Best Treatment for Rough Skin, Acne Scars and Enlarged Pores?

I have a very rough skin texture with enlarged, damaged pores, fine lines and acne scars (rolling scars or dents, that are quite shallow), which are mainly located on my cheeks and nose. What treatment do you suggest and what can I expect? Thank you! I am female, 21 years old with a fair skin and dark hair.

Doctor Answers 1

Fractional CO2 Laser is the New Gold Standard for Revision of Acne Scarring

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Fractional CO2 Laser has become the new gold standard for laser resurfacing for acne scarring. In the past, dermabrasion or traditional ablative CO2 laser resurfacing might be recommended; however, the requirement for general anesthesia and associated substantial downtime has made prior modalities less desirable. Fractional CO2 laser allows for the CO2 laser energy to be delivered in a fractionated fashion to dramatically shorten downtime 5-6 days and achieve significant smoothing of skin texture and rejuvenation of an aging skin with one treatment. For significant acne scarring, one may benefit from a series of 2-3 fractional co2 laser 3-6 months apart.

There is not that much difference between the existing Fractional CO2 Lasers (Deep/Active/Total Fx, Mixto, Fraxel Repair, etc) as they all perform comparably. The key is to find an experienced physician with a team approach to customize a series of pre-op and post-op care routine to maximize your clinical outcome. Different parameters such as the depths of laser penetration, density of penetration, energy released, number of passes for particular anatomic region vary for different skin types and different priorities of the patients. Ideally, you should be under the care of a board-certified dermatologist or plastic surgeon who has performed at least 50 cases of your skin type and know exactly what to do in order to prevent and manage complications.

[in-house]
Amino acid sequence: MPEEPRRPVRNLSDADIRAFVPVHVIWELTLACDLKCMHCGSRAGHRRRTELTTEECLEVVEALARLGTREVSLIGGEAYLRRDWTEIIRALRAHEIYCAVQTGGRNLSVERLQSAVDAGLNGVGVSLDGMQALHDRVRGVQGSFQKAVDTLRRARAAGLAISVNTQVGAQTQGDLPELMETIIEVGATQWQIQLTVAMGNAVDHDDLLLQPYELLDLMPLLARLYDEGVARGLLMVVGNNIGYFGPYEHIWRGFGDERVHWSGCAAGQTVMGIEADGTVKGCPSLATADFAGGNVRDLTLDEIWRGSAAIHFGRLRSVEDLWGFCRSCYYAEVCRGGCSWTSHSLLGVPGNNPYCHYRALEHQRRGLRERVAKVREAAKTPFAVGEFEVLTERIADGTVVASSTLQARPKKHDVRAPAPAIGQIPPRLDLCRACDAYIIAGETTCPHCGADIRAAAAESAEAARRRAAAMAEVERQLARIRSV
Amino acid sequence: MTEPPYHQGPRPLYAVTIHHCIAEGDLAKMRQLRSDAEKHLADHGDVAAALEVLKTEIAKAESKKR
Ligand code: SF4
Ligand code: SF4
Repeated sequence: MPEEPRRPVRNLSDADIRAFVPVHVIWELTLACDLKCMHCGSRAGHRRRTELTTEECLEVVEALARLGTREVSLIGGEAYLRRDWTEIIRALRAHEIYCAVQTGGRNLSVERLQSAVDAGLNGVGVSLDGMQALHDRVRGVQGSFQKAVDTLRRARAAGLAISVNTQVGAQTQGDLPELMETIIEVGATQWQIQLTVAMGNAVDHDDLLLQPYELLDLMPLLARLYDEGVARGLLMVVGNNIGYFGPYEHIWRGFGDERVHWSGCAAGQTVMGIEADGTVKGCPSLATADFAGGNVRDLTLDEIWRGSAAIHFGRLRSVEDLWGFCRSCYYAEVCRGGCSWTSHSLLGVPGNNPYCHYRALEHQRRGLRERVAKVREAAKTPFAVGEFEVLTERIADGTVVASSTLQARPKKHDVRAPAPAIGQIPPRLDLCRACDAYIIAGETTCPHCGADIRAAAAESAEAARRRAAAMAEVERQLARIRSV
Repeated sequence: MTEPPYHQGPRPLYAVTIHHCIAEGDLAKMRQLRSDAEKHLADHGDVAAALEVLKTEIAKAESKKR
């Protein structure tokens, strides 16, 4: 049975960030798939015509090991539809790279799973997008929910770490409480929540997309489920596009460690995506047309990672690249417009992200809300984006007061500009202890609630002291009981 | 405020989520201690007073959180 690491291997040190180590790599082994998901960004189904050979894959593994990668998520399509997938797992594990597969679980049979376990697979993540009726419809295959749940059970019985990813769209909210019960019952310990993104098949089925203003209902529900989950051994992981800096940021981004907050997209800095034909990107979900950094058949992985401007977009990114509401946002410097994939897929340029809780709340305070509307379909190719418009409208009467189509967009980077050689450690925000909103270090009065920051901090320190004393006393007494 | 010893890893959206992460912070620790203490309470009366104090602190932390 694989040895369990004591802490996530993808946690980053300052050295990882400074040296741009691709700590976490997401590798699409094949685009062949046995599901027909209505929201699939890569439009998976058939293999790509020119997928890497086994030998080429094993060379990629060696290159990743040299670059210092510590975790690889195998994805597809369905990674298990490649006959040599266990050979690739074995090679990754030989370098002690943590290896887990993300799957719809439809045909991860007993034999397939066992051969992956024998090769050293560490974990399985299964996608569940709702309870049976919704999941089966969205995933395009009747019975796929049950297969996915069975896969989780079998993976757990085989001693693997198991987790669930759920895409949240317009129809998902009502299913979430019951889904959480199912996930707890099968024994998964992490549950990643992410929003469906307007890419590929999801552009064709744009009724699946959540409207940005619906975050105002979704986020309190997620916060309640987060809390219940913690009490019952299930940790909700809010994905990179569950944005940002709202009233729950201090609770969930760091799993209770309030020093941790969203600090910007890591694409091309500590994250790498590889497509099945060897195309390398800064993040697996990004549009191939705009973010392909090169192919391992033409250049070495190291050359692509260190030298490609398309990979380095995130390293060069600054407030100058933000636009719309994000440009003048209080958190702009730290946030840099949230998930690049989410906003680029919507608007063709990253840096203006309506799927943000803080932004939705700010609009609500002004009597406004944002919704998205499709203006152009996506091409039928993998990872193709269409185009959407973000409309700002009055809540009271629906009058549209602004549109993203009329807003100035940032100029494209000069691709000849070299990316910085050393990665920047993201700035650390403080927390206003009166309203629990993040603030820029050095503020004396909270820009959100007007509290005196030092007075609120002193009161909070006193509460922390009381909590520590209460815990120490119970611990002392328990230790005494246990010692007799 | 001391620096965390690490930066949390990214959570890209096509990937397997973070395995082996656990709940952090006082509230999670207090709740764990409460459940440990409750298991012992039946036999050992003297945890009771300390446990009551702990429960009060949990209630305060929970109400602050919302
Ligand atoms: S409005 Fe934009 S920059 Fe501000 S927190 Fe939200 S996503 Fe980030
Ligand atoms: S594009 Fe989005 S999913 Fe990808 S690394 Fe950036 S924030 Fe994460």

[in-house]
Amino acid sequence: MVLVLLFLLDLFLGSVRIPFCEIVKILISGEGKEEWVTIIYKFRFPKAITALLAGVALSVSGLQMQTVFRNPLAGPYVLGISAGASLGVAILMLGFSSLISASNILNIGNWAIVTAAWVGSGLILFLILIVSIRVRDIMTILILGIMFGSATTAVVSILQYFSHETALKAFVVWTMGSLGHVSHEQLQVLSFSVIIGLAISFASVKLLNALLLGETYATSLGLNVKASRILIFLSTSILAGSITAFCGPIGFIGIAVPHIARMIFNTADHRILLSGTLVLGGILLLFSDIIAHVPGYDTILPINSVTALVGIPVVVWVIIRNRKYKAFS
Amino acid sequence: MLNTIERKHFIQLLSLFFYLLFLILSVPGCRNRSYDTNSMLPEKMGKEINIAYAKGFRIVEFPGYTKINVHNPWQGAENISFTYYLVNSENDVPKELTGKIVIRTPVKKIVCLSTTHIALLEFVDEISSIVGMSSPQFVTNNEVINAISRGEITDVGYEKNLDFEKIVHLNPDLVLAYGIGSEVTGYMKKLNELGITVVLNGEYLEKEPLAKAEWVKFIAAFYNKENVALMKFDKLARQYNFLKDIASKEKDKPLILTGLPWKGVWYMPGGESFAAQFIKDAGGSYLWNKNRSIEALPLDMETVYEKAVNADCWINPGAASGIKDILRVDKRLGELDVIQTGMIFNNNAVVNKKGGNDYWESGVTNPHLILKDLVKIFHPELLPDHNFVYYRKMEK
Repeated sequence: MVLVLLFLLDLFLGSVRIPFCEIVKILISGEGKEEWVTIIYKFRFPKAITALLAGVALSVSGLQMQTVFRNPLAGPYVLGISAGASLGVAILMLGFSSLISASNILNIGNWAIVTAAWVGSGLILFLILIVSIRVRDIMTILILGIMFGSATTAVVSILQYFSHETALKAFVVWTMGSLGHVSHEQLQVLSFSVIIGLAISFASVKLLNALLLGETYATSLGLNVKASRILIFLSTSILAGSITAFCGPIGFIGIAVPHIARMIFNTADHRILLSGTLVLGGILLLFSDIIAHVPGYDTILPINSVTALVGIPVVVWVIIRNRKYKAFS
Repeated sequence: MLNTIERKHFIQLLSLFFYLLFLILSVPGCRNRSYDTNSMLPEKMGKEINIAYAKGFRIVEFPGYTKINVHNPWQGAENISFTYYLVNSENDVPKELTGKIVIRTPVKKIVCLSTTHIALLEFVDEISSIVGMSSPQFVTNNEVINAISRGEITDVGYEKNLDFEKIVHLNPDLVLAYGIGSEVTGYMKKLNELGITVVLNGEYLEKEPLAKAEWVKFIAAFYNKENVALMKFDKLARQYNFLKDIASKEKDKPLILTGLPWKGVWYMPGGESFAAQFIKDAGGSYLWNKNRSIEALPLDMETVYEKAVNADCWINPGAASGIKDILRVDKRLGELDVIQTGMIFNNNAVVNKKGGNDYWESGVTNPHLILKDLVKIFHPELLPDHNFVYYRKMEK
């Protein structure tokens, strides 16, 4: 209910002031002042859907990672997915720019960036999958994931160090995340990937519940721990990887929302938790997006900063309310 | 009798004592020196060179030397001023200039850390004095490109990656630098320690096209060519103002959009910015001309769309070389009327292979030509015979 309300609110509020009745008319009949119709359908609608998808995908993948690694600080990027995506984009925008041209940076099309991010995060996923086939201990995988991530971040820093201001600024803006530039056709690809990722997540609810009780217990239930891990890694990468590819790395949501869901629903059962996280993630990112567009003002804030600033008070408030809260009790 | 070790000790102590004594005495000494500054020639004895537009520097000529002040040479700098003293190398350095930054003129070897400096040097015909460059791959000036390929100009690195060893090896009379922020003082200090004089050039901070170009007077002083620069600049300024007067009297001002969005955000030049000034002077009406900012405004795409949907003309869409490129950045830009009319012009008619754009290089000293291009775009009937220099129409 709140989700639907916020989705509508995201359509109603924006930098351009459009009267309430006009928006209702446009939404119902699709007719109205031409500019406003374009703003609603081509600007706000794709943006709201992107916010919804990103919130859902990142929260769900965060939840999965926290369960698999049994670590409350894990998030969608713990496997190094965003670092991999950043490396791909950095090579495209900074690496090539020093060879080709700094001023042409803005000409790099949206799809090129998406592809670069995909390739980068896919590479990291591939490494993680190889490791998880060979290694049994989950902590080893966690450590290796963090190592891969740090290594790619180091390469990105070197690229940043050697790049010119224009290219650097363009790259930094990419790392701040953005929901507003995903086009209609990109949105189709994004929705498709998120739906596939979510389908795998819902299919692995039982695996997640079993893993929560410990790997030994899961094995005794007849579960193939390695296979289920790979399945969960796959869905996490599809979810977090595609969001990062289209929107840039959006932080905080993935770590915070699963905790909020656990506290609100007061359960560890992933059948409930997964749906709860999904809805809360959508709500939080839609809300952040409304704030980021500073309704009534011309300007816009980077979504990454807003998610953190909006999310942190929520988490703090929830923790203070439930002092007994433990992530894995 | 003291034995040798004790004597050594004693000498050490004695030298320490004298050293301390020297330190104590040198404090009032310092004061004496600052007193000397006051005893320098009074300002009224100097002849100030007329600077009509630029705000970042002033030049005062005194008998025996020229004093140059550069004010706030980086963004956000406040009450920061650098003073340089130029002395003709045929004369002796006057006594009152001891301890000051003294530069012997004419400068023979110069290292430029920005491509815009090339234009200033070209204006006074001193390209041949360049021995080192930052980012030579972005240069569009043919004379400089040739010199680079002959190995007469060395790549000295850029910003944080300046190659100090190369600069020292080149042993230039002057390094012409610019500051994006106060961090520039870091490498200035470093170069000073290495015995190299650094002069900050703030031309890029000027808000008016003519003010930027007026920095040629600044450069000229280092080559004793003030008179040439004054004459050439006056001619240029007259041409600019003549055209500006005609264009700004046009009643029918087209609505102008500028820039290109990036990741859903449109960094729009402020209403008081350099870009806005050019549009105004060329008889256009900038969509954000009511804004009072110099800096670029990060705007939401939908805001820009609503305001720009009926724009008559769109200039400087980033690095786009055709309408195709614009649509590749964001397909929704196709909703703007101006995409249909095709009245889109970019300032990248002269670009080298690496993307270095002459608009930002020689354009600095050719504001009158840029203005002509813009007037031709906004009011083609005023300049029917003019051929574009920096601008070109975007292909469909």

Bay Area Dermatologic Surgeon
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These answers are for educational purposes and should not be relied upon as a substitute for medical advice you may receive from your physician. If you have a medical emergency, please call 911. These answers do not constitute or initiate a patient/doctor relationship.